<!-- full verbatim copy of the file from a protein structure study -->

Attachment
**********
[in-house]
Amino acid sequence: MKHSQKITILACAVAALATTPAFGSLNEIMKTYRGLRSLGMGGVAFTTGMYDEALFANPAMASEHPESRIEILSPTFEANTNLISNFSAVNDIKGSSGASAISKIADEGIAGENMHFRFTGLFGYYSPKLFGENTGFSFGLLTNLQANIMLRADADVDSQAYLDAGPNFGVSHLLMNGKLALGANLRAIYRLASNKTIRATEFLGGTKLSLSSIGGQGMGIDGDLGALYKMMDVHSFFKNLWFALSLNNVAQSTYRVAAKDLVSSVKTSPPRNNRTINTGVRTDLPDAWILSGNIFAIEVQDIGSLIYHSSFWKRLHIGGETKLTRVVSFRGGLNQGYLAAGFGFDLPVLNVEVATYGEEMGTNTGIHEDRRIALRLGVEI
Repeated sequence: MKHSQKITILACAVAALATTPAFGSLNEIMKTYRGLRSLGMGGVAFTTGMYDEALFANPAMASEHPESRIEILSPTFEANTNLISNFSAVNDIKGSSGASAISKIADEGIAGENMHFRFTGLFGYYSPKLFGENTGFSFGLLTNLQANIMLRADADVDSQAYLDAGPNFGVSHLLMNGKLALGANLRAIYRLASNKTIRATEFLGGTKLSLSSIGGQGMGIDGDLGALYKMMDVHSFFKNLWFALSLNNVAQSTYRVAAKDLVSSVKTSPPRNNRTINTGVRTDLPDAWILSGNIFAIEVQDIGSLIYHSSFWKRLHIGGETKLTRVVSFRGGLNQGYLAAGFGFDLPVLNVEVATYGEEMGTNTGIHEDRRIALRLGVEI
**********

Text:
[in-house]
Amino acid sequence: MKHSQKITILACAVAALATTPAFGSLNEIMKTYRGLRSLGMGGVAFTTGMYDEALFANPAMASEHPESRIEILSPTFEANTNLISNFSAVNDIKGSSGASAISKIADEGIAGENMHFRFTGLFGYYSPKLFGENTGFSFGLLTNLQANIMLRADADVDSQAYLDAGPNFGVSHLLMNGKLALGANLRAIYRLASNKTIRATEFLGGTKLSLSSIGGQGMGIDGDLGALYKMMDVHSFFKNLWFALSLNNVAQSTYRVAAKDLVSSVKTSPPRNNRTINTGVRTDLPDAWILSGNIFAIEVQDIGSLIYHSSFWKRLHIGGETKLTRVVSFRGGLNQGYLAAGFGFDLPVLNVEVATYGEEMGTNTGIHEDRRIALRLGVEI
Repeated sequence: MKHSQKITILACAVAALATTPAFGSLNEIMKTYRGLRSLGMGGVAFTTGMYDEALFANPAMASEHPESRIEILSPTFEANTNLISNFSAVNDIKGSSGASAISKIADEGIAGENMHFRFTGLFGYYSPKLFGENTGFSFGLLTNLQANIMLRADADVDSQAYLDAGPNFGVSHLLMNGKLALGANLRAIYRLASNKTIRATEFLGGTKLSLSSIGGQGMGIDGDLGALYKMMDVHSFFKNLWFALSLNNVAQSTYRVAAKDLVSSVKTSPPRNNRTINTGVRTDLPDAWILSGNIFAIEVQDIGSLIYHSSFWKRLHIGGETKLTRVVSFRGGLNQGYLAAGFGFDLPVLNVEVATYGEEMGTNTGIHEDRRIALRLGVEI